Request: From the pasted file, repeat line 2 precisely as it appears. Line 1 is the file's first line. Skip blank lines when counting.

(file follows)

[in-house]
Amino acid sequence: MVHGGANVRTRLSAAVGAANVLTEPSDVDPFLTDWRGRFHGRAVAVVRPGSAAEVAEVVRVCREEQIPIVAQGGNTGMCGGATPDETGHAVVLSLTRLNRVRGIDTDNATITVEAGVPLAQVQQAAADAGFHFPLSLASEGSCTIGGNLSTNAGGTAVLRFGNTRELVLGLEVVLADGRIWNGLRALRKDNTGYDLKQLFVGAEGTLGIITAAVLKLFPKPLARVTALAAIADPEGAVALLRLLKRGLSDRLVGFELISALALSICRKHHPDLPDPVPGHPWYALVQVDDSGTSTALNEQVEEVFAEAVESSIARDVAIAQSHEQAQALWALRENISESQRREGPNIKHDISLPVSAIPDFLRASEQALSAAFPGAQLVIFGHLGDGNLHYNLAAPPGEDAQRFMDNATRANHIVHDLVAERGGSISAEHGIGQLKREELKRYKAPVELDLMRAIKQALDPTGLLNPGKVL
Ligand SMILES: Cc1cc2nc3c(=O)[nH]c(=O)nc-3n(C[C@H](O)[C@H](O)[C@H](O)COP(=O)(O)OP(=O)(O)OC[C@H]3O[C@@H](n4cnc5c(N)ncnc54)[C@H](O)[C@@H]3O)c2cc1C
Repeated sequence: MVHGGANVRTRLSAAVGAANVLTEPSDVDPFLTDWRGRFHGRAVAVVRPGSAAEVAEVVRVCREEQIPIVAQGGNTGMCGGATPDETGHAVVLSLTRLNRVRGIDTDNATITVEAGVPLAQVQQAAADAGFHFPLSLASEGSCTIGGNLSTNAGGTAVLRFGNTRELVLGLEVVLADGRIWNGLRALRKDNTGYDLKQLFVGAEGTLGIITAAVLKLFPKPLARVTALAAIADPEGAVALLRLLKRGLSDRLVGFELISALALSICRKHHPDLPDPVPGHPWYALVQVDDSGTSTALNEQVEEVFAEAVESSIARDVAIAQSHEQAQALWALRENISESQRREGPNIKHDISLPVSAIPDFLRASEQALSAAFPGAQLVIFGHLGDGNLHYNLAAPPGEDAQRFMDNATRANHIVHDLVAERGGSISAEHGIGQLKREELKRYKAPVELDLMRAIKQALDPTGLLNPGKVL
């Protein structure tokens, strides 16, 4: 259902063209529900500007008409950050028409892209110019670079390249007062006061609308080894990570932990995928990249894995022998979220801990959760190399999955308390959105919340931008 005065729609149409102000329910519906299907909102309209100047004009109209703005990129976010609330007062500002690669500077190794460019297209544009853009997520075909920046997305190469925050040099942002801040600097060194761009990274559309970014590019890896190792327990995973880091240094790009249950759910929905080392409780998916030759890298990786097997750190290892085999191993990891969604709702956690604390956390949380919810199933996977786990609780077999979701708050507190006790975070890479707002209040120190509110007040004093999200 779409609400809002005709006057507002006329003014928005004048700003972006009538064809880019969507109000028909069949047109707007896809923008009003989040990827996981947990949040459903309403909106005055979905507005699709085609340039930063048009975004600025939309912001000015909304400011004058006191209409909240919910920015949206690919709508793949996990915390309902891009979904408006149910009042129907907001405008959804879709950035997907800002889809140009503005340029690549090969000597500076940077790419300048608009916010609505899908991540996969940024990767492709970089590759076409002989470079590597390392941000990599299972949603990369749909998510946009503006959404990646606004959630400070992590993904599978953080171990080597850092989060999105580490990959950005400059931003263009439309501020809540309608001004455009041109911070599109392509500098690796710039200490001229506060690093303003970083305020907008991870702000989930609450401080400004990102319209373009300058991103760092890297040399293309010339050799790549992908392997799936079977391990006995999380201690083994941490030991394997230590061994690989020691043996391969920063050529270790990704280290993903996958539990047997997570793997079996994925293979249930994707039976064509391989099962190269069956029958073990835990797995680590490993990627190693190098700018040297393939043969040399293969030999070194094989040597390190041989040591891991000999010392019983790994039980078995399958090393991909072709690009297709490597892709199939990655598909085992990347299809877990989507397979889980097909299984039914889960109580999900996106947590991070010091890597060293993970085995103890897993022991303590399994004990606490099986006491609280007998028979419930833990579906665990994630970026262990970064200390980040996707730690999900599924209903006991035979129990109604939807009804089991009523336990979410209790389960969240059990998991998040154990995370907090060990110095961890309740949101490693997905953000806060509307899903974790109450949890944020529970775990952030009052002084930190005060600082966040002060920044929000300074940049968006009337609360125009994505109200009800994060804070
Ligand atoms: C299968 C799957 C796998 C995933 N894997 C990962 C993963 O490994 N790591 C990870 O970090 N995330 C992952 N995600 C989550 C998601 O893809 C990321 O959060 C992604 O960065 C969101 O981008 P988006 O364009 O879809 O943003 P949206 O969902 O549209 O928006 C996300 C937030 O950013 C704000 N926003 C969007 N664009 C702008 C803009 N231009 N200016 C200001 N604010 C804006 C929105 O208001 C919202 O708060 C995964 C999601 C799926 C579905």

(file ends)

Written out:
Amino acid sequence: MVHGGANVRTRLSAAVGAANVLTEPSDVDPFLTDWRGRFHGRAVAVVRPGSAAEVAEVVRVCREEQIPIVAQGGNTGMCGGATPDETGHAVVLSLTRLNRVRGIDTDNATITVEAGVPLAQVQQAAADAGFHFPLSLASEGSCTIGGNLSTNAGGTAVLRFGNTRELVLGLEVVLADGRIWNGLRALRKDNTGYDLKQLFVGAEGTLGIITAAVLKLFPKPLARVTALAAIADPEGAVALLRLLKRGLSDRLVGFELISALALSICRKHHPDLPDPVPGHPWYALVQVDDSGTSTALNEQVEEVFAEAVESSIARDVAIAQSHEQAQALWALRENISESQRREGPNIKHDISLPVSAIPDFLRASEQALSAAFPGAQLVIFGHLGDGNLHYNLAAPPGEDAQRFMDNATRANHIVHDLVAERGGSISAEHGIGQLKREELKRYKAPVELDLMRAIKQALDPTGLLNPGKVL